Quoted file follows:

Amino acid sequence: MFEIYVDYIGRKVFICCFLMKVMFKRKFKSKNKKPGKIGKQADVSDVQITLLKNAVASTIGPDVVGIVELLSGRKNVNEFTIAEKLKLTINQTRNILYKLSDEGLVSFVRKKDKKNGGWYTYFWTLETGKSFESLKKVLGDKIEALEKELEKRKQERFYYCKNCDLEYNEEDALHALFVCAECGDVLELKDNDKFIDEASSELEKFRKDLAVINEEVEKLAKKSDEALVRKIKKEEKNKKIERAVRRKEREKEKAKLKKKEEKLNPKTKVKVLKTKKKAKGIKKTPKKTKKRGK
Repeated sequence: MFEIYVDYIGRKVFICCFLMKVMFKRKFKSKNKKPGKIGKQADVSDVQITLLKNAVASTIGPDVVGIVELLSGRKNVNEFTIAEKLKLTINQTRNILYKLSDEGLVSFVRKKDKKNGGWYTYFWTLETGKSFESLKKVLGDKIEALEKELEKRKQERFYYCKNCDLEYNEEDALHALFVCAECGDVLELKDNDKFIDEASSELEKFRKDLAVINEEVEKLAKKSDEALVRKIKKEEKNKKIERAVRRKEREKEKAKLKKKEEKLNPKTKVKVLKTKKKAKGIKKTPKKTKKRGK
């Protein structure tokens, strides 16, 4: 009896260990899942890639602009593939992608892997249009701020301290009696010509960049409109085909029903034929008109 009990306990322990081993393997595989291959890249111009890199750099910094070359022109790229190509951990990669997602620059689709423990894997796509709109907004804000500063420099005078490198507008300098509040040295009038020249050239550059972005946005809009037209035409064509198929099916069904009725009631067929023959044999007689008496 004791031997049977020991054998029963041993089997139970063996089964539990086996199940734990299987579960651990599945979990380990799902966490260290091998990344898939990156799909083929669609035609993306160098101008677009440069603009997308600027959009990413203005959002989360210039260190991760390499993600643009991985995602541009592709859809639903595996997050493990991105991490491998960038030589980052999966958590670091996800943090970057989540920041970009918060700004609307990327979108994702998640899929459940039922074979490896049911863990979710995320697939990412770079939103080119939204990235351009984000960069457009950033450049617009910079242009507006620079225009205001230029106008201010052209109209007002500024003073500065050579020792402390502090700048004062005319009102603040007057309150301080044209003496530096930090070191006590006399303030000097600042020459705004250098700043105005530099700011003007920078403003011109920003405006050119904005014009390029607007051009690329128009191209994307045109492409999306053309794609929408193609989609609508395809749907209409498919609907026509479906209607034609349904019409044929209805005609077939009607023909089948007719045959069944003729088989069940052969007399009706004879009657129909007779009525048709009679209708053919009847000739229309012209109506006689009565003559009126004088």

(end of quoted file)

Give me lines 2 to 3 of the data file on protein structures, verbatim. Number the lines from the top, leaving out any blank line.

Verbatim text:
Repeated sequence: MFEIYVDYIGRKVFICCFLMKVMFKRKFKSKNKKPGKIGKQADVSDVQITLLKNAVASTIGPDVVGIVELLSGRKNVNEFTIAEKLKLTINQTRNILYKLSDEGLVSFVRKKDKKNGGWYTYFWTLETGKSFESLKKVLGDKIEALEKELEKRKQERFYYCKNCDLEYNEEDALHALFVCAECGDVLELKDNDKFIDEASSELEKFRKDLAVINEEVEKLAKKSDEALVRKIKKEEKNKKIERAVRRKEREKEKAKLKKKEEKLNPKTKVKVLKTKKKAKGIKKTPKKTKKRGK
């Protein structure tokens, strides 16, 4: 009896260990899942890639602009593939992608892997249009701020301290009696010509960049409109085909029903034929008109 009990306990322990081993393997595989291959890249111009890199750099910094070359022109790229190509951990990669997602620059689709423990894997796509709109907004804000500063420099005078490198507008300098509040040295009038020249050239550059972005946005809009037209035409064509198929099916069904009725009631067929023959044999007689008496 004791031997049977020991054998029963041993089997139970063996089964539990086996199940734990299987579960651990599945979990380990799902966490260290091998990344898939990156799909083929669609035609993306160098101008677009440069603009997308600027959009990413203005959002989360210039260190991760390499993600643009991985995602541009592709859809639903595996997050493990991105991490491998960038030589980052999966958590670091996800943090970057989540920041970009918060700004609307990327979108994702998640899929459940039922074979490896049911863990979710995320697939990412770079939103080119939204990235351009984000960069457009950033450049617009910079242009507006620079225009205001230029106008201010052209109209007002500024003073500065050579020792402390502090700048004062005319009102603040007057309150301080044209003496530096930090070191006590006399303030000097600042020459705004250098700043105005530099700011003007920078403003011109920003405006050119904005014009390029607007051009690329128009191209994307045109492409999306053309794609929408193609989609609508395809749907209409498919609907026509479906209607034609349904019409044929209805005609077939009607023909089948007719045959069944003729088989069940052969007399009706004879009657129909007779009525048709009679209708053919009847000739229309012209109506006689009565003559009126004088």